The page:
Wednesday, March 22, 2017

Writing Wednesday: Kilts, Camo & Tuxedos - Oh My! Do's and Don'ts when Writing Alpha Males

My latest romance is available for pre-sale right now with an anthology entitled HUNKS TO THE RESCUE. 15 authors and 15 hot alpha males jumping feet first into dangerous situations. The best part is that all the heroes are different, showing that alphas come in a delicious variety of flavors.

Which reminded me of this magazine column I wrote last March for CapeWomenOnline magazine for my "The Write Way" column. The magazine is currently undergoing transformation, and I'm not sure whether it'll be back up and running any time soon, but I had fun writing these tips and thought I'd share again.

When you hear the term "alpha male" you think strong and in charge. Movie images of ripped Navy SEALs or muscle-bound Highlanders might flit through your mind. Or maybe you picture the powerful billionaire CEO, intense and driven with the "A" type personality.

A for alpha.

Alpha males are a staple in literature as well as movies, and as a writer you should take time to master this stereotype (pun intended) no matter what genre you write. There's a big difference in creating a strong alpha male who might also have hidden vulnerabilities, as opposed to one who is simply a domineering jerk.

Romance author Susabelle Kelmer says, “Who wants to read about a selfish jerk? We sure wouldn't want to date or marry one! There is a difference - a true alpha male has got to have redeeming qualities, or I'm not going to be able to get into the story.”

“I've read some stories where the alpha male was such a jerk I had to put down the book,” agrees paranormal author Karilyn Bentley, who writes the Demon Huntress series. “I like them where they are strong and capable but also have feelings and are kind.”

When reading any genre of novel, we expect our heroes to be strong and stand up for what they believe, but readers also want to connect with characters on a deeper level. Even an alpha male needs something to make him vulnerable, and thus human. He can't just flex his muscles and order women around. In a mystery or tale of suspense, he can’t be right 100% of the time. And in a romance, he needs to give as good as he gets.

So as you’re working on your next manuscript, keep these ideas in mind. And make that Alpha work for our approval.

"Alpha Guidelines"
DO make sure your hero is hot, ripped and ready for anything. No, he doesn’t have to be conventionally handsome (although it helps) but he needs to have self-confidence and a certain amount of arrogance about his looks.

DON’T take that self-confidence over the top into the realm of self-obsessed. No one like a Narcissist.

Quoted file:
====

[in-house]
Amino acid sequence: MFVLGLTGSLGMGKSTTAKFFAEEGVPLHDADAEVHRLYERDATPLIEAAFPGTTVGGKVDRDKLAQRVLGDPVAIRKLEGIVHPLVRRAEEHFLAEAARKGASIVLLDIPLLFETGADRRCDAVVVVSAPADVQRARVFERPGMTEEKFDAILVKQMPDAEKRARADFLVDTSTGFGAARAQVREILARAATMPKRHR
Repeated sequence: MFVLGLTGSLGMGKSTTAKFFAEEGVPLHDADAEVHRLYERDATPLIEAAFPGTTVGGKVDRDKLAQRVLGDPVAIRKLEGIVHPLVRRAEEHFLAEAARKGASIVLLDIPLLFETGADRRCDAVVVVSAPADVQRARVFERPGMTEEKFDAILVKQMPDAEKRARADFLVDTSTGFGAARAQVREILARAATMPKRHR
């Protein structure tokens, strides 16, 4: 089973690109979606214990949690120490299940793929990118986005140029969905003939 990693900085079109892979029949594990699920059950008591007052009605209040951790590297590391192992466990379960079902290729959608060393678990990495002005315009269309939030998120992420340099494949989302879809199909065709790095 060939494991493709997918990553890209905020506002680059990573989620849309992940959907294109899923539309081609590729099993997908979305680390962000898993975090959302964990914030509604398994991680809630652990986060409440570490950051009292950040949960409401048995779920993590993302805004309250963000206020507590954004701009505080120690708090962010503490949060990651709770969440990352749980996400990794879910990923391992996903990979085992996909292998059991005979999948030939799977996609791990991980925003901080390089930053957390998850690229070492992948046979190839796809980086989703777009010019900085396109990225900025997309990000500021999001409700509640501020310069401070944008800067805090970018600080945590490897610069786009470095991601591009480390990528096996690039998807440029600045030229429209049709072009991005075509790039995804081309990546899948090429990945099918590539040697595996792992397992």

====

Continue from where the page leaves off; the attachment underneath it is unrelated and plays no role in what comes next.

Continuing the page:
DO give him a job or a cause he can believe in, and something the reader can relate to in some way. Whether it’s a fireman who puts his life on the line, a Navy SEAL saving wounded soldiers, or a cowboy working hard to save the family ranch, readers love a man with a cause they can believe in too. The CEO who makes millions for his company just by shipping jobs overseas? Not so much. The CEO with a secret soft spot for disabled kids, who donates millions to the local children’s hospital? Swoon-worthy for sure.

DON’T make everything a cliché. Yes, there are stereotypes for good reason – those are formula characters that work. But that doesn’t mean readers aren’t looking for something fresh and new. From the alpha werewolf seeking a mate to the billionaire who marries the poor girl as part of some deal or to gain his inheritance… Yeah, overdone. The CEO who falls for his formerly shy assistant and dazzles her with fifty shades of kinky sexual situations? We’ve seen (and panned) the movie.

DON’T be afraid to try something fresh. There are all kinds of alphas out there, whether they’re in traditional alpha jobs or not. In LINGERIE WARS by Janet Elizabeth Hendersen, the hero was a former British special forces guy (okay, maybe a little cliché), who owned and ran a lingerie shop in Scotland! A twist to be sure, but it worked. Trust me.

DO give your hero a backstory that tugs at the reader’s heart. What made him the way he is today? A strong loving mom, being raised by a grandparent, childhood in an orphanage, a happy household filled with siblings, high school success or failure… try writing up a character background to see what makes the guy tick. What gives him strength? Why is he fighting for whatever it is he fights for? Eventually, some of this backstory needs to leak into your novel, to let the reader glimpse the hero’s vulnerability. If you totally understand the character and his motivations, it’s so much easier to make the reader fall in love with him.

DO make your alpha fall for the heroine for the RIGHT reasons. Loving her big boobs is NOT a good reason. Being horny is NOT a good reason. Alphas should love and respect women. Perhaps they’ve had a love ‘em and leave ‘em past, but it shouldn’t be misogynistic. Not wanting to settle down at twenty-something is a whole lot different than trying to sleep your way across Manhattan for the sheer sake of gaining notches on the bedpost and bragging about it on Twitter.